Endsummer Night’s Dream
By Jane Thornton –
A tall, lanky teen swaggers across the classroom. His defiant eyes dare me to stop his trek. “Check this out!” another boy hollers. A paper wad arcs over three rows of students. Ricocheting off the rim of the beige metal trash can, it bounces to litter the mottled blue carpet. Hoots of laughter mock the clowning thrower.
“Class, I need your attention, please.” My feeble words search for listeners in vain.
Crackling paper snaps my attention to the back corner. Earphones implanted, head swaying, a girl munches on Flamin’ Hot Cheetos.
Weaving through the desks, I hold out my hand. “No eating in class.”
With her audacious gaze glued to mine, the girl tilts the bag to her mouth, shakes out the last crumbs, scrunches the wrapper, and drops it in my hand. “I’m done. You can throw it away.”
My fogged brain grapples for her name—blank. “That will be a discipline step,” I bark out the threat.
“Ooooh, a discipline step.” Ridicule swathes her retort.
At my hip, a neighboring student snickers. I turn my dire gaze in a new direction. The blonde hunches over her cell phone, thumbs flying.
“I’ll take that.” I jab my palm out over her desk.
She pockets the device and raises limpid eyes. “What?”
Hilarity ripples across the room. Heat flushes through my body. My heart thuds against my chest. Names. I need their names. Why don’t I know their names?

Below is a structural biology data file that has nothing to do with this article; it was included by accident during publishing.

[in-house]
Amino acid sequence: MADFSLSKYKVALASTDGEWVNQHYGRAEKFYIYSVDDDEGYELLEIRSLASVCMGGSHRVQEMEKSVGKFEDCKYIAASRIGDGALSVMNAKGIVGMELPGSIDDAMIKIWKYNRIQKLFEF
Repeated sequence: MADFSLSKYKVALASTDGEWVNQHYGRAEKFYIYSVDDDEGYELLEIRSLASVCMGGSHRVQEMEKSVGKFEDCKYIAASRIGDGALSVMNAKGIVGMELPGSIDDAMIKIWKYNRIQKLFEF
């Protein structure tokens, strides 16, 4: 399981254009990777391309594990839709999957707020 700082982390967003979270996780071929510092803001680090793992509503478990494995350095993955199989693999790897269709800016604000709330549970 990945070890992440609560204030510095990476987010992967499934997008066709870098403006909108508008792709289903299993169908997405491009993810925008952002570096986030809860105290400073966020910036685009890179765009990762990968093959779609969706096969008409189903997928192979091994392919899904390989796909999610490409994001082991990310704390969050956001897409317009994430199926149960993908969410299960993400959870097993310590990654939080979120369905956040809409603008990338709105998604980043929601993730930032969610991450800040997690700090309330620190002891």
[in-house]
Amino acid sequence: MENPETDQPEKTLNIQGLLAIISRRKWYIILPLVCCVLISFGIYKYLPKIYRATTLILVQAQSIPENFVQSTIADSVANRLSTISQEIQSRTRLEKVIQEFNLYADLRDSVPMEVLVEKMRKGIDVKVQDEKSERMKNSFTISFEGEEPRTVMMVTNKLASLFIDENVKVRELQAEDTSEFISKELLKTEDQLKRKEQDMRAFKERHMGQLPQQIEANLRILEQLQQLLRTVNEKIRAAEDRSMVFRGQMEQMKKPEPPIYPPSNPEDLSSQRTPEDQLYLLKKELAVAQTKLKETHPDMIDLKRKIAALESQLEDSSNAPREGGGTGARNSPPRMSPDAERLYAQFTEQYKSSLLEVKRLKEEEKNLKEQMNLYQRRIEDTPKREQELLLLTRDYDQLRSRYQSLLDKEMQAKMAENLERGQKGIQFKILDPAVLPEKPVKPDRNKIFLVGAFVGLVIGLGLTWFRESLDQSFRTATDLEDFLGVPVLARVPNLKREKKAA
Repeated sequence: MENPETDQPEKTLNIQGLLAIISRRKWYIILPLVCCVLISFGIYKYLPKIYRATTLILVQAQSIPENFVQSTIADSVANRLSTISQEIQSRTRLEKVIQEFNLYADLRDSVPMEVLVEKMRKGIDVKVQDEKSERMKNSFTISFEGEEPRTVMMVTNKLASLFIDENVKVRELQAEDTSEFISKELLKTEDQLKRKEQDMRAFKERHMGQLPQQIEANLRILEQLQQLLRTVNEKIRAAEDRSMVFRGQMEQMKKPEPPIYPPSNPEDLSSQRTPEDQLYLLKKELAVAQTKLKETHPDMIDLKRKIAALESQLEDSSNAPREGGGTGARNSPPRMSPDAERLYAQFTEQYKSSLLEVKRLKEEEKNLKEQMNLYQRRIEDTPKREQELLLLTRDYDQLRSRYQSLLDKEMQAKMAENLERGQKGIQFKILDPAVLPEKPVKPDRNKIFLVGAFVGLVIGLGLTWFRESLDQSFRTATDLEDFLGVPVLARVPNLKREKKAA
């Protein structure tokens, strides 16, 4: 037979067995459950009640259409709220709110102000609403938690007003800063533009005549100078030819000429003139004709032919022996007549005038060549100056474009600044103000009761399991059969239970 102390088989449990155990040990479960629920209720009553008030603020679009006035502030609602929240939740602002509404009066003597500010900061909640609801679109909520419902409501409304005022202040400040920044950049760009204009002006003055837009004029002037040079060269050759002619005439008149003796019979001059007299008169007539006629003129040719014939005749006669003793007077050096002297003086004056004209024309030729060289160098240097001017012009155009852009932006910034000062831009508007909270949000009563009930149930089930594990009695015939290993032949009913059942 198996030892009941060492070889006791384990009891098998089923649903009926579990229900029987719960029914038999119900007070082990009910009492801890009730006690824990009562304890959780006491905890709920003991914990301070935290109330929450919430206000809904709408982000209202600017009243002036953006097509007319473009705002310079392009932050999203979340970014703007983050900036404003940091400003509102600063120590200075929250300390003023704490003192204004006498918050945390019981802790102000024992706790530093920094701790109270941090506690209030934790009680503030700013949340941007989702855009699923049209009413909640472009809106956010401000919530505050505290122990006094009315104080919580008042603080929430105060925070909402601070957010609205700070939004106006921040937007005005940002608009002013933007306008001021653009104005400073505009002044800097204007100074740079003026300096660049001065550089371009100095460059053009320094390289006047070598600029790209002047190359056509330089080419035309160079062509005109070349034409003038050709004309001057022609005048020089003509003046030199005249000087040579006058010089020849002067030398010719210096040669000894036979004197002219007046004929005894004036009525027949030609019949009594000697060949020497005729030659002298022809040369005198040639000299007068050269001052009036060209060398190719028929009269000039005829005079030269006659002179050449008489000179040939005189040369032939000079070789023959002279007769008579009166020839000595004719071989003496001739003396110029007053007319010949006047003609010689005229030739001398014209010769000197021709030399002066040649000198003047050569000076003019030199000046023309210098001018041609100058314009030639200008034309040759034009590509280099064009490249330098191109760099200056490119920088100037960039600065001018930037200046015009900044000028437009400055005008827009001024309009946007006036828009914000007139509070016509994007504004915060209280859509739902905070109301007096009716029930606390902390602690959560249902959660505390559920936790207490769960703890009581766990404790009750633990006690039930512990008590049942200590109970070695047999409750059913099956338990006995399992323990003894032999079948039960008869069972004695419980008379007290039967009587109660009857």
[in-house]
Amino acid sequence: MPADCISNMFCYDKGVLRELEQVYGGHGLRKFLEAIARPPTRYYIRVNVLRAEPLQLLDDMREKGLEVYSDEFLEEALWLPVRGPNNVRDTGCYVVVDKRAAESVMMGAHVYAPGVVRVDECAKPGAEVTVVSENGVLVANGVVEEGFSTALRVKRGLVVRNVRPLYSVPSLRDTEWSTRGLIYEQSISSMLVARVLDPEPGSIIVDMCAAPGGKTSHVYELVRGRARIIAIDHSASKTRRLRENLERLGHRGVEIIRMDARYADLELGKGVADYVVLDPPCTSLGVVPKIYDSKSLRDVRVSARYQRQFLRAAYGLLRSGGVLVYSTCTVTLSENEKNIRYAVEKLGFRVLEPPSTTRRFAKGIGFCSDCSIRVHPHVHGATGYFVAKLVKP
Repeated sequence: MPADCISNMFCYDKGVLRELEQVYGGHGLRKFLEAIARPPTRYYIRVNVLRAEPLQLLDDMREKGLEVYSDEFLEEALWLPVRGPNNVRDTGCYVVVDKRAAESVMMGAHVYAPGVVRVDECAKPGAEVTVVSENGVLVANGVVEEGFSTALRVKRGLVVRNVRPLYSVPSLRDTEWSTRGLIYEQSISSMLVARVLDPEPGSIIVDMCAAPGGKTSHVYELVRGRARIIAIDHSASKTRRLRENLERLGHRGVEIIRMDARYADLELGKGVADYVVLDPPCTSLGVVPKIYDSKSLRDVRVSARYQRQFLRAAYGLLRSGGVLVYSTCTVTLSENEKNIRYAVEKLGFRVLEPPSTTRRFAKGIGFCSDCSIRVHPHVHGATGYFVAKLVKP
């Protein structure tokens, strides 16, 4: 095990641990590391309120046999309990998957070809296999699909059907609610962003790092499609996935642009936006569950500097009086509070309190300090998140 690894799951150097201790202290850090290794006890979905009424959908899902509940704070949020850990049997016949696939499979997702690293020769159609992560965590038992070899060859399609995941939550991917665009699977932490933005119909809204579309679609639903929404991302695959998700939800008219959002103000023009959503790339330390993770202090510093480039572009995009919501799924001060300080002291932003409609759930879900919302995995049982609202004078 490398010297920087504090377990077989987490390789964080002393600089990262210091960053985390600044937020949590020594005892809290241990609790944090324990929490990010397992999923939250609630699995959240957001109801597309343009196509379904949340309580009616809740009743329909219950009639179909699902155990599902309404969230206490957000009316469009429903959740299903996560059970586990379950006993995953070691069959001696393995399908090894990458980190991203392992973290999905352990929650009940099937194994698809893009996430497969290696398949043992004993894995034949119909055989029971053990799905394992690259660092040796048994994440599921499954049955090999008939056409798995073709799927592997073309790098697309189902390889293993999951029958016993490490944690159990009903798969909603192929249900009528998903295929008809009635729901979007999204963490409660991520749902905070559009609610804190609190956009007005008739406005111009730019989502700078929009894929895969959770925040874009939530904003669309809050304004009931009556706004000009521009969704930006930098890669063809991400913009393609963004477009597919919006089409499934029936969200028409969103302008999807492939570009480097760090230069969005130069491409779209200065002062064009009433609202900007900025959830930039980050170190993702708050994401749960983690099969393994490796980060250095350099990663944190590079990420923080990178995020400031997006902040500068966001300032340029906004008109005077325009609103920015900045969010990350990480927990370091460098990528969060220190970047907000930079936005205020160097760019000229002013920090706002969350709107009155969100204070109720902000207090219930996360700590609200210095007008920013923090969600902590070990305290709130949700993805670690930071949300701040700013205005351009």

My breath catches, and I wake, sweaty and panicked. Relief floods over me. Only a dream. Then dread and doubt trickle back. I start to pray.
As summer draws to a close, this sequence hits many teachers. Our worst nightmare—a classroom out of control and a personality turned ineffective. I’ve never had a first day like the one I imagine and dread. However, in spite of years of students filing into class cooperatively, each August those fears haunt my dreams and taunt my insecurities.
The details may differ, but I’ve heard of similar attacks on most people. “Your enemy the devil prowls around like a roaring lion looking for someone to devour” (1 Peter 5:8b NIV). Worry is one of his best tools. Anxiety leaches joy out of the day.
When I listen to the Spirit’s whispers, I can take the devil’s assault of my sleep and use it to rest in God’s peace. Satan made me imagine the worst; now I cast it on Him (1 Peter 5:7) and claim God’s promise: “Do not be anxious about anything, but in every situation, by prayer and petition, with thanksgiving, present your requests to God. And the peace of God, which transcends all understanding, will guard your hearts and your minds in Christ Jesus” (Philippians 4:6-7 NIV).
Don’t fret about this verse as a command; rejoice in the assurance it offers when we trust Him.
Comment Prompt: Share a time when you dreaded something. Did it turn out better or worse than you expected?